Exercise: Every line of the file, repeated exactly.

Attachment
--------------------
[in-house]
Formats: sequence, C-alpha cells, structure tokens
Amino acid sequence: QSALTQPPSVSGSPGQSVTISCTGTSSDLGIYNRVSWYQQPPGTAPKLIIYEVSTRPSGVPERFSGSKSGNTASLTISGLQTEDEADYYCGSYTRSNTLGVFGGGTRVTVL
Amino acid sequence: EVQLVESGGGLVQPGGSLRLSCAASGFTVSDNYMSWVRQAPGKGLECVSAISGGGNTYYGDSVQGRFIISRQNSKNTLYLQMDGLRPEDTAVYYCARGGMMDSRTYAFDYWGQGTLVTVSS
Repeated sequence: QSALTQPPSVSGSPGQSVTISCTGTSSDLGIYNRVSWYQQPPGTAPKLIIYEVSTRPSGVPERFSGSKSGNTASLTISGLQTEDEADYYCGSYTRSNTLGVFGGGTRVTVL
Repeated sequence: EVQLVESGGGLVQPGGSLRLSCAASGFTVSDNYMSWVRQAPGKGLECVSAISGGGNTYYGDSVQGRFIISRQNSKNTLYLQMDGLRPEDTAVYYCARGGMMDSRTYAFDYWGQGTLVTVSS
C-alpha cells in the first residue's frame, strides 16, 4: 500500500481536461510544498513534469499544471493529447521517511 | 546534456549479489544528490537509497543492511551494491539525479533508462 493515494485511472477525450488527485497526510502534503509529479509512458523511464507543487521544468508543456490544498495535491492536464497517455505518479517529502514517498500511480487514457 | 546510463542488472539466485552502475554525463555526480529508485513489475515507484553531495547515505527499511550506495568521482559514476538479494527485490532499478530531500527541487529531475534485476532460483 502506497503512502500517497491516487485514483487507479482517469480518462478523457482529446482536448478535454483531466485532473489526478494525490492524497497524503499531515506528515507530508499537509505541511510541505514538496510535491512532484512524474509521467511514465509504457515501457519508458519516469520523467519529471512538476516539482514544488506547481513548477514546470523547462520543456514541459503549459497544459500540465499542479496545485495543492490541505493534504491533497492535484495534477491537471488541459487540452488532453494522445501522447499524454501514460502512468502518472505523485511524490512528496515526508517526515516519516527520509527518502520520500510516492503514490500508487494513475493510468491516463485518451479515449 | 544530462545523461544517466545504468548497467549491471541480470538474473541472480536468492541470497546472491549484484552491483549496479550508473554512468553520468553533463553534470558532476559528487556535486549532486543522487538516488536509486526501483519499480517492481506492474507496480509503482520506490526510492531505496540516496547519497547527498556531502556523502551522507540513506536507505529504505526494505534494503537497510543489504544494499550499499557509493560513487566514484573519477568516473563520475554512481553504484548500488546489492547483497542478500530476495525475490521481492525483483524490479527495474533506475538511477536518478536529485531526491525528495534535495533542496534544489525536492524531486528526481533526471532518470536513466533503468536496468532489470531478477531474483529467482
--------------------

[in-house]
Formats: sequence, C-alpha cells, structure tokens
Amino acid sequence: QSALTQPPSVSGSPGQSVTISCTGTSSDLGIYNRVSWYQQPPGTAPKLIIYEVSTRPSGVPERFSGSKSGNTASLTISGLQTEDEADYYCGSYTRSNTLGVFGGGTRVTVL
Amino acid sequence: EVQLVESGGGLVQPGGSLRLSCAASGFTVSDNYMSWVRQAPGKGLECVSAISGGGNTYYGDSVQGRFIISRQNSKNTLYLQMDGLRPEDTAVYYCARGGMMDSRTYAFDYWGQGTLVTVSS
Repeated sequence: QSALTQPPSVSGSPGQSVTISCTGTSSDLGIYNRVSWYQQPPGTAPKLIIYEVSTRPSGVPERFSGSKSGNTASLTISGLQTEDEADYYCGSYTRSNTLGVFGGGTRVTVL
Repeated sequence: EVQLVESGGGLVQPGGSLRLSCAASGFTVSDNYMSWVRQAPGKGLECVSAISGGGNTYYGDSVQGRFIISRQNSKNTLYLQMDGLRPEDTAVYYCARGGMMDSRTYAFDYWGQGTLVTVSS
C-alpha cells in the first residue's frame, strides 16, 4: 500500500481536461510544498513534469499544471493529447521517511 | 546534456549479489544528490537509497543492511551494491539525479533508462 493515494485511472477525450488527485497526510502534503509529479509512458523511464507543487521544468508543456490544498495535491492536464497517455505518479517529502514517498500511480487514457 | 546510463542488472539466485552502475554525463555526480529508485513489475515507484553531495547515505527499511550506495568521482559514476538479494527485490532499478530531500527541487529531475534485476532460483 502506497503512502500517497491516487485514483487507479482517469480518462478523457482529446482536448478535454483531466485532473489526478494525490492524497497524503499531515506528515507530508499537509505541511510541505514538496510535491512532484512524474509521467511514465509504457515501457519508458519516469520523467519529471512538476516539482514544488506547481513548477514546470523547462520543456514541459503549459497544459500540465499542479496545485495543492490541505493534504491533497492535484495534477491537471488541459487540452488532453494522445501522447499524454501514460502512468502518472505523485511524490512528496515526508517526515516519516527520509527518502520520500510516492503514490500508487494513475493510468491516463485518451479515449 | 544530462545523461544517466545504468548497467549491471541480470538474473541472480536468492541470497546472491549484484552491483549496479550508473554512468553520468553533463553534470558532476559528487556535486549532486543522487538516488536509486526501483519499480517492481506492474507496480509503482520506490526510492531505496540516496547519497547527498556531502556523502551522507540513506536507505529504505526494505534494503537497510543489504544494499550499499557509493560513487566514484573519477568516473563520475554512481553504484548500488546489492547483497542478500530476495525475490521481492525483483524490479527495474533506475538511477536518478536529485531526491525528495534535495533542496534544489525536492524531486528526481533526471532518470536513466533503468536496468532489470531478477531474483529467482